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Wednesday 18 April 2018

Editorial: Shi’ites Versus Police Clash: The Ilegality Of The Nigerian State Actors

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…Nigeria, practising democracy but using the ingredients of militarization

By Chukwuemeka Chimerue, Chief Editor, The Biafra Times

April 18, 2018

According to available reports, scores of members of the Islamic Movement of Nigeria, IMN, otherwise known as Shiites, were injured on Monday in Abuja during a clash with policemen at the Maitama area of the city.

It was gathered that the police arrested about 115 Shiite members who were protesting against the continued incarceration of their leader, Shiek Ibrahim El-Zakzaky by the Federal Government.

It was further gathered that as the protesters made way to relay their complaints and grievances at the National Human Rights Commission, the police swooped on them, firing teargas canisters to break up the protest. The Shiite members in turn, threw stones at the policemen, injuring about 22 of the Force men, damaging many parked vehicles and injuring passersby and motorists.

In the escalation of the scenario that ensued afterwards, the cops opened live fire at the protesters, hitting the building of the Nigerian Communication Commission and other offices in the vicinity. The security operatives also scalded the mob with hot water from their cannon trunk.

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Recall that El-Zakzaky was arrested by the Nigeria Police Force and being kept in detention by the Department of State Services, DSS, since December 2015 despite court ruling ordering for his release in December 2016; the sole reason hundreds of Shiites were on the street, protesting and demanding for his release.

One wonders at what point did the Nigerian State got to this level that we have a confrontation coming from Shiite members, throwing stones to police officers and the officers in return, dispersing the protesters with teargas, live bullets and water cannons.

For the Shiite members, the Constitution guarantees them the right to freedom of expression, association and assembly. They absolutely have the right to protest just like every other person or group and according to the law, no one should deprive or take that away from them. The only thing that is clear here is that Section 45 of the Constitution frowns against protests which possess the strenght to obstruct public security, breach of public peace or violence.

However, as can be seen in the evidential videos and pictures of the protest available online, the violence can be said to be orchestrated or caused by the rude manner members of the Nigerian police intervened during the protest. The police arrived the scene of their procession, trying to break them which got them irritated and caused the peaceful procession to go violent.

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Not forgetting that already there is an aggression and grouse harboured by the protesters, the police proceeded to handle them in a very poor and despicable manner. The police officers who engaged the Shiites, lacks proper training on protest management and best practices of their counterparts in the civilised world on handling of protesters, hence, we witnessed the engagement of costly activities that caused casualties as a result of the poor handling of the protesters by the police.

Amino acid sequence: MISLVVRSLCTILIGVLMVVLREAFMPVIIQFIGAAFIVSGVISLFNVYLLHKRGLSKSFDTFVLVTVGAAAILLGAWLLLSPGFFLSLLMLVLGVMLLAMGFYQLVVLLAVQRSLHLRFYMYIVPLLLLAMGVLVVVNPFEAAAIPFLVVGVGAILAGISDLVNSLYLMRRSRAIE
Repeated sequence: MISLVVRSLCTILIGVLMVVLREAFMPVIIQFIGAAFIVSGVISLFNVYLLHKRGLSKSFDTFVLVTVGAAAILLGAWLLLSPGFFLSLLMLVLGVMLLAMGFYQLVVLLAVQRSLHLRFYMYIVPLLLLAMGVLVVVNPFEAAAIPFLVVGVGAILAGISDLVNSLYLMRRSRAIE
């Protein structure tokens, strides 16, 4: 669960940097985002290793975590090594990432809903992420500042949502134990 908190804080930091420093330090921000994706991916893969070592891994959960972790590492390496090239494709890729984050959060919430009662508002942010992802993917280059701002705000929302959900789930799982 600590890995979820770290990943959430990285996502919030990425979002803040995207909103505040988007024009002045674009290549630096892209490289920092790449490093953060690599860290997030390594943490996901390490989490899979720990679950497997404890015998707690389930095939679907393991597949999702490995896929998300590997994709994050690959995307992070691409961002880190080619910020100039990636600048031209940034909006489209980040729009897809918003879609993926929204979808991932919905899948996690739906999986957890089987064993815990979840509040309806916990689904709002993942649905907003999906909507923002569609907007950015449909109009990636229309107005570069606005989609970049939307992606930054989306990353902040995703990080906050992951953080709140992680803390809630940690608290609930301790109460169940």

Like earlier stated, they should be training on how to conduct and interact with people who are protesting. Of course, the era of teargassing people should be over by now; hot water cannons should rather be introduced. Apart from the fact that it is not good for one’s health, teargas is an irritant that encourages and emboldens people to be on the defense and may do things that are detrimental to public lives and properties.

It was the introduction of tear gas that made the protest more violent to the extent that they began throwing stones which torched on not only the security personnel but innocent people and public properties around. The police in trying to find a way to manage the situation should have peacefully engaged with the protesters by safe guiding them and ensuring that other people go about their normal businesses and not interrupting them or trying to break up the protest. Nigerian security personnel should stop the increasing habit of violent confrontation or engagement with peaceful protesters in the country.

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It has been severally noted that the Nigerian security operatives, in the course of discharging their duties, further creates more security challenges and breakdown of law and order in the country which is an illegality. For crying out loud, protests are one of the rudimentary of democracy in every sane society and it is not only our constitutional right but an inalienable right of every citizen to engage in protests so long as you operate within the ambit of the law. One wonders why the Nigerian situation is different from what is obtainable in every country of the world. We have witnessed uncountable scenarios where the Nigerian security personnel, particularly the police and army in their illegality, descend or gun down anti-government protesters while they shield and provide adequate security for pro-government protesters.

But looking at the remote cause of what brought about the situation, it is the fact that El-Zakzaky was granted bail by a Federal High Court since December 2016 and up till this moment, he is yet to be released and this is a replay of history. Each time Gen. Muhammadu Buhari assumes the leadership of this country, Nigeria, the case is always like that.